A Fresh Outlook


Adjusting can be hard. No one likes change, but sometimes in life it has to be done in order to overcome another milestone. 

Freshmen have it bad — they go from a comfortable adaptation to middle school life, top of the food chain 8th graders that ruled the school, to…fresh meat. Some may feel they’ve been discarded into the lion’s den, expected to fend for themselves and find their own way. Scary right? 

In middle school students are told by teachers just how “scary” highschool can be, they get warned to start now with keeping their grades in check, watch out for their gpa, and most importantly study so they can get good grades. 

And although those are very valid points, what about the good things you can receive from high school? Surely it can’t all be bad, you acquire new teachers, new friends, new experiences, and a whole new atmosphere change. This is a big change for them. So, how’s it going? 

In a recent interview with Blase Harris, a freshman at LRHS, he described his recent transition into high school. He stated how the change between middle school and high school had few differentiations. Yes, it was more work and a larger amount of individuals, but for him so far it has been very enjoyable.  “Yes this is great. I really like highschool,” Harris said. 

Further into the interview he proceeded to say highschool for him was better in a way when it came to handling mental health and/or grades. The fatuation Harris had with high school is different to these days, normally a student would groggily point out how much high school negatively progressed their lives. 

When asked for the reason for his infatuation, he said, “Because I came from a very academically focused middle school that was super small, like their entire building was the size of smaller than a Leesville building. So yeah it’s been a large change coming from a school where I knew everyone to Leesville. But it’s been a pretty interesting one because a lot more stuff has opened, instead of a small area it’s much larger much more activities. This is just new.” 

Not all high school students come to school barely awake and learning only to get through, others actually like the scenery, come with their head held high, and desire the knowledge they are allowed in return for their attentiveness.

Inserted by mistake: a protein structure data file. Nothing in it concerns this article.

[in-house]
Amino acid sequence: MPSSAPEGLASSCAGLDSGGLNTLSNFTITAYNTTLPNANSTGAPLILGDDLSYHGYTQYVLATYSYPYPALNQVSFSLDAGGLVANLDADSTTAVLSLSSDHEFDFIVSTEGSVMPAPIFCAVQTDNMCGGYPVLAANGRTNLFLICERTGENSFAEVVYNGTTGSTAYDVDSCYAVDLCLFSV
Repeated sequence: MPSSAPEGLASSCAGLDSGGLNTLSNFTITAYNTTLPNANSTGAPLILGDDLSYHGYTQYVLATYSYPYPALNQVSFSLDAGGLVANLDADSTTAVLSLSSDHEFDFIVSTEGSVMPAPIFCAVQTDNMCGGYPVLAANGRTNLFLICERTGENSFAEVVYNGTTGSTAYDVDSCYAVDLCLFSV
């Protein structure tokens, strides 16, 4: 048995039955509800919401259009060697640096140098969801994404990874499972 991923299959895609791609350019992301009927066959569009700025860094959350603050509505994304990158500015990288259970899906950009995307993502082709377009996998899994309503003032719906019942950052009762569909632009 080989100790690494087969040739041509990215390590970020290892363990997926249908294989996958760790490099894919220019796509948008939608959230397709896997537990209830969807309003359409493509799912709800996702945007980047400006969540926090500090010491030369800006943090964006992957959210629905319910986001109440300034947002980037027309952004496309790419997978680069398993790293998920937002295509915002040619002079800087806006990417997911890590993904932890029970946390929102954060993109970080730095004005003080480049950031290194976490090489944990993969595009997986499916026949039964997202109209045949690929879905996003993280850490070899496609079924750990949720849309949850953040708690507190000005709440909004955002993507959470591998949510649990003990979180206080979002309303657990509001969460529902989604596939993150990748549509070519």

But involvement and environment are not the only privileges being obtained and taken away. What about sleep? What about the workload? It may not be much for Blase Harris, but do all the newcomers feel this way? 

Sam El-Housey, another freshman at Leesville offered a different perspective. 

So when asked how this change has affected her El-Housey said, “Well for starters you kind of wake up a lot earlier, so it’s just like your sleep schedule is transitioning. It’s a lot more coursework and stuff and it’s kind of hard to adjust to doing a lot more work.” 

El-Housey goes on: “Your relationships change, you’re not in the same middle school friendships that you used to be. Now you have more mature relationships, it’s just a lot of things that change as you kind of grow up and mature.” 

And that is what highschool is all about — ninth graders are put through this automatic switch that slowly prepares them for the actual switch they will make into an adult not too far along in their life. School teaches you how to grow and mature before you hit the harsh realities of adulthood. 

Adaptation can be hard, some people are good with change and some arent. That is why in life we all move at our own pace, taking on tasks with one or maybe two steps a day. High school lets us figure out life, the kind of person we are, and who we aspire to be, so when we eventually do that huge transition we are not stuck and totally clueless with what we want or should do with our lives. 

This sudden conversion may be new, but freshmen should embrace it, find it within themselves to change the narrative of high schoolers out of touch with life and tired of school. Move in a way that fits you best and conquer the quests you feel you can not, because this is your prime time. Start off great and end off greater. 


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